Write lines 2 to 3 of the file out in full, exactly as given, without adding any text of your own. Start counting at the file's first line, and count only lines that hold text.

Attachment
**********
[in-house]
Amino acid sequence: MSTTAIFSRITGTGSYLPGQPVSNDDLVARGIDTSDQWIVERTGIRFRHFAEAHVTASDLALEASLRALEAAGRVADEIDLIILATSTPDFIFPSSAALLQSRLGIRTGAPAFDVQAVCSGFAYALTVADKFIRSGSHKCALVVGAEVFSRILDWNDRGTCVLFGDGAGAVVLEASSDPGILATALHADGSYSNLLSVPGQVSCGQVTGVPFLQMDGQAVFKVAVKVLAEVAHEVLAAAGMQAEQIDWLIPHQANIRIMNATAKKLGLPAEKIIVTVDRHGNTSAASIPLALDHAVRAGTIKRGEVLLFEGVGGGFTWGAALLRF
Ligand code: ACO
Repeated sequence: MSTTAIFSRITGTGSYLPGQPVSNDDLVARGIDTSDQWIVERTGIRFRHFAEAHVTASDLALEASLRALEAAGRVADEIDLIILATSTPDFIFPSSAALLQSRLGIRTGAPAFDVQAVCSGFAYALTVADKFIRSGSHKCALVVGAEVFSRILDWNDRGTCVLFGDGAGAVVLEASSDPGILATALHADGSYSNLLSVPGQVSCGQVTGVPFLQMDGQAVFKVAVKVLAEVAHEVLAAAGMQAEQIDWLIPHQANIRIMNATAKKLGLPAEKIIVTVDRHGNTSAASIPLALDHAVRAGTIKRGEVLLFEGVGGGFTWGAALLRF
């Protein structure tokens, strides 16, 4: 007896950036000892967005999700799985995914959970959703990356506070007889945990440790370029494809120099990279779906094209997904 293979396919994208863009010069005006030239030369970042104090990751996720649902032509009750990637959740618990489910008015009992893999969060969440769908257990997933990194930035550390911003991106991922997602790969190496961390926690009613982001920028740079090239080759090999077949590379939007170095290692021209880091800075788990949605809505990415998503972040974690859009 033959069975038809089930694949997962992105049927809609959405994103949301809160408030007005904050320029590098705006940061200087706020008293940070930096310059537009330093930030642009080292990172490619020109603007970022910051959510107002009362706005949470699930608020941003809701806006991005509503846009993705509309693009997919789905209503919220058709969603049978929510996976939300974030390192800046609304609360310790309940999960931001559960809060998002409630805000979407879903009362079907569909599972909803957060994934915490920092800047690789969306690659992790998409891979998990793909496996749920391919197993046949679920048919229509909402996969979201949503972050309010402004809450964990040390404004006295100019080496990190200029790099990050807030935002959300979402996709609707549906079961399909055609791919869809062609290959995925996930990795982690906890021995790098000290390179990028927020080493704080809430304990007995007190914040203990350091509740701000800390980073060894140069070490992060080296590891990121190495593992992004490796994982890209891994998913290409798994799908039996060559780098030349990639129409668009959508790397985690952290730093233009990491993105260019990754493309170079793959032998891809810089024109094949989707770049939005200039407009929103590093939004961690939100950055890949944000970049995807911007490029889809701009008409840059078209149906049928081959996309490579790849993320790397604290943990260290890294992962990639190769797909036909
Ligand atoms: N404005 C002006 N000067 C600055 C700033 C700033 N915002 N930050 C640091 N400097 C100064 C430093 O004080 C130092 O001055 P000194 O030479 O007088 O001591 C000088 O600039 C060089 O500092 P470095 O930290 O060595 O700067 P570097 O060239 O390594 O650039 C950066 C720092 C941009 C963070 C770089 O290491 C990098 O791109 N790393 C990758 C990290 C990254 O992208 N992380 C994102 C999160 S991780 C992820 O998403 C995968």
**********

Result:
Amino acid sequence: MSTTAIFSRITGTGSYLPGQPVSNDDLVARGIDTSDQWIVERTGIRFRHFAEAHVTASDLALEASLRALEAAGRVADEIDLIILATSTPDFIFPSSAALLQSRLGIRTGAPAFDVQAVCSGFAYALTVADKFIRSGSHKCALVVGAEVFSRILDWNDRGTCVLFGDGAGAVVLEASSDPGILATALHADGSYSNLLSVPGQVSCGQVTGVPFLQMDGQAVFKVAVKVLAEVAHEVLAAAGMQAEQIDWLIPHQANIRIMNATAKKLGLPAEKIIVTVDRHGNTSAASIPLALDHAVRAGTIKRGEVLLFEGVGGGFTWGAALLRF
Ligand code: ACO